With responsive design evolving and becoming increasingly nuanced, CSS itself is
constantly evolving and providing authors increased control. The
now supported in all modern browsers, are among the latest tools in making
authoring websites and apps more dynamic and responsive.
When it comes to flexible and fluid typography, controlled element resizing, and
maintaining proper spacing,
clamp() can help.
The math functions,CSS Values And Units Level 4
clamp()allow mathematical expressions with addition (+), subtraction (-), multiplication (*), and division (/) to be used as component values
Safari was the first to ship
the complete set of functions in April 2019, with Chromium following later that
year in version 79. This year, with Firefox
75 shipping, we now have
browser parity for
clamp() in all evergreen browsers.
You can use
clamp() on the right hand side of any CSS
expression where it would make sense. For
max(), you provide an
argument list of values, and the browser determines which one is either the
smallest or largest, respectively. For example, in the case of:
min(1rem, 50%, 10vw), the browser calculates which of these relative units is the smallest,
and uses that value as the actual value.
max() function selects the largest value from a list of comma-separated
clamp() enter three values: a minimum value, ideal value (from which to
calculate), and maximum value.
Any of these functions can be used anywhere a
<integer> is allowed. You
can use these on their own (i.e.
font-size: max(0.5vw, 50%, 2rem)), in
font-size: max(calc(0.5vw - 1em), 2rem)), or
font-size: max(min(0.5vw, 1em), 2rem)).
min(<value-list>): selects the smallest (most negative) value from a list of comma-separated expressions
max(<value-list>): selects the largest (most positive) value from a list of comma-separated expressions
clamp(<min>, <ideal>, <max>): clamps a value between an upper and lower bound, based on a set ideal value
Let's take a look at some examples.
The perfect width #
According to The Elements of Typographic Style by Robert Bringhurst, "anything from 45 to 75 characters is widely regarded as a satisfactory length of line for a single-column page set in a serifed text face in a text size."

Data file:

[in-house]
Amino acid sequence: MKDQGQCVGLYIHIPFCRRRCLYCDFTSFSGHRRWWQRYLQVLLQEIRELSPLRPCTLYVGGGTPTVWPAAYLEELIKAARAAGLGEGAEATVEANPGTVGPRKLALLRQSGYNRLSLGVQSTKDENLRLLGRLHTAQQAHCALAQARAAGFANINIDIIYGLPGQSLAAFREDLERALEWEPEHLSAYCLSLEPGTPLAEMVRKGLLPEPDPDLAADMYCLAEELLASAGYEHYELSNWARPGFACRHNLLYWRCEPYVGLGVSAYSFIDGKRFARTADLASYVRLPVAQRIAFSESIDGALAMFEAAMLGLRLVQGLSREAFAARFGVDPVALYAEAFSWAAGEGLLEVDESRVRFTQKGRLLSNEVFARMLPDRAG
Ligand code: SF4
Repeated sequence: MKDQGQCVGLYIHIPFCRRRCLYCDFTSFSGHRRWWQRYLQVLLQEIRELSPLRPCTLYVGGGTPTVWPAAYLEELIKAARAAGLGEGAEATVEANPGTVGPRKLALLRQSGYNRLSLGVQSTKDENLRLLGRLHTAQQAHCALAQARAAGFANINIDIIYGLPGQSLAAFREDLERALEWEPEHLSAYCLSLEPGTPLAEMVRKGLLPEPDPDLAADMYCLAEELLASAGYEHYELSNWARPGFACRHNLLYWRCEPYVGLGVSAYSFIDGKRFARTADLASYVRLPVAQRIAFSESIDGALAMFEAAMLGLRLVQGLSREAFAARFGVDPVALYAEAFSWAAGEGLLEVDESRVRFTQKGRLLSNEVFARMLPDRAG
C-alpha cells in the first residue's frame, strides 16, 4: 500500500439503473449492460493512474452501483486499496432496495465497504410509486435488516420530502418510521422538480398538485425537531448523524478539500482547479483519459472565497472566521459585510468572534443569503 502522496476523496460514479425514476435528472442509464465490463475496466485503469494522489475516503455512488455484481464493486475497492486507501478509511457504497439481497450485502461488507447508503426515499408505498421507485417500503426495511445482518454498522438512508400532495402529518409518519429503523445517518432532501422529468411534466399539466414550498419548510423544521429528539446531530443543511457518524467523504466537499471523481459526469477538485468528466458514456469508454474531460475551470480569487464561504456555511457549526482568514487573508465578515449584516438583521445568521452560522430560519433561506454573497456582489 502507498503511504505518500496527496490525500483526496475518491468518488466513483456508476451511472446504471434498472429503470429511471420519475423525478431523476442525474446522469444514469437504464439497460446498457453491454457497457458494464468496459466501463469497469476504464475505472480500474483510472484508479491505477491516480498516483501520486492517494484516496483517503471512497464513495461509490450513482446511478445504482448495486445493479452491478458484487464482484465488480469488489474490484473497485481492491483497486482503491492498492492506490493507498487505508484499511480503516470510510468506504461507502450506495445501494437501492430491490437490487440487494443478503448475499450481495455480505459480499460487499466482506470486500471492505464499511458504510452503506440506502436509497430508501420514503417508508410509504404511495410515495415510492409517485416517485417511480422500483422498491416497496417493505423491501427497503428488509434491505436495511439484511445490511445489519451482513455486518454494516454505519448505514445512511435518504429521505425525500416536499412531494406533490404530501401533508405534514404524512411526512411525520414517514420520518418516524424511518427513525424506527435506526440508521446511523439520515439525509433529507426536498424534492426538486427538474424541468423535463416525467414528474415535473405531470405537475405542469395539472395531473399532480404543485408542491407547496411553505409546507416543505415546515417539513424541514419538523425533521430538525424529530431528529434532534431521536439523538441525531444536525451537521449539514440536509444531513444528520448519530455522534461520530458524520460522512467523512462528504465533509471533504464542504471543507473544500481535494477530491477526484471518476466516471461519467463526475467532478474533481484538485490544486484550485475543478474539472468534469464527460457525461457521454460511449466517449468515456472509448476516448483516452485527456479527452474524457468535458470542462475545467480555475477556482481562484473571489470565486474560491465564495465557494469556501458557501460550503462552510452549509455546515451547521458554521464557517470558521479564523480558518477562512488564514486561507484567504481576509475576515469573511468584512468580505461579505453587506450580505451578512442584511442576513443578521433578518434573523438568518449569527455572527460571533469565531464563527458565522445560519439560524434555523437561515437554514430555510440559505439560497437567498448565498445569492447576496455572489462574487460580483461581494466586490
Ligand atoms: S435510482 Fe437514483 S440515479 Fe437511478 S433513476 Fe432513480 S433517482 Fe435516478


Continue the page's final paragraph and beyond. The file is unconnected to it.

To ensure that your text blocks are not narrower than 45 characters or wider
than 75 characters, use
clamp() and the
ch (0-width character advance)
width: clamp(45ch, 50%, 75ch);
This allows for the browser to determine the width of the paragraph. It will set
the width to 50%, unless 50% is smaller than
45ch, at which point
be selected, and visa versa for if 50% is wider than
75ch. In this demo, the
card itself is getting clamped:
You could break this up with just the
max() function. If you want
the element to always be at
50% width, and not exceed
75ch in width (i.e. on
larger screens), write:
width: min(75ch, 50%);. This essentially sets a “max”
size by using the
By the same token, you can ensure a minimum size for legible text using the
max() function. This would look like:
width: max(45ch, 50%);. Here, the
browser selects whichever is larger,
50%, meaning the element must
be at least
45ch or larger.
Padding management #
Using the same concept as above, where the
min() function can set a “max”
max() sets a “min” value, you can use
max() to set a minimum
padding size. This example comes from CSS
reader Caluã de Lacerda Pataca shared this idea: The idea is to enable an
element to have additional padding at larger screen sizes, but maintain a
minimum padding at smaller screen sizes, particularly on the inline padding. To
achieve this, use
calc() and subtract the minimum padding from either side:
calc((100vw - var(--contentWidth)) / 2), or use max:
max(2rem, 50vw - var(--contentWidth) / 2). All together it looks like:
padding: var(--blockPadding) max(2rem, 50vw - var(--contentWidth) / 2);
Fluid typography #
In order to enable fluid
Riethmeuller popularized a technique that
calc() function to set a minimum font size, maximum font size, and
allow for scaling from the min to the max.
clamp(), you can write this more clearly. Rather than requiring a complex
string, the browser can do the work for you. Set the minimum acceptable font
size (for example,
1.5rem for a title, maximum size (i.e.
3rem) and ideal
Now, we get typography that scales with the viewport width of the page until it reaches the limiting minimum and maximum values, in a much more succinct line of code:
font-size: clamp(1.5rem, 5vw, 3rem);
The CSS math functions,
clamp() are very powerful, well
supported, and could be just what you're looking for to help you build
responsive UIs. For more resources, check out:
Cover image from @yer_a_wizard on Unsplash.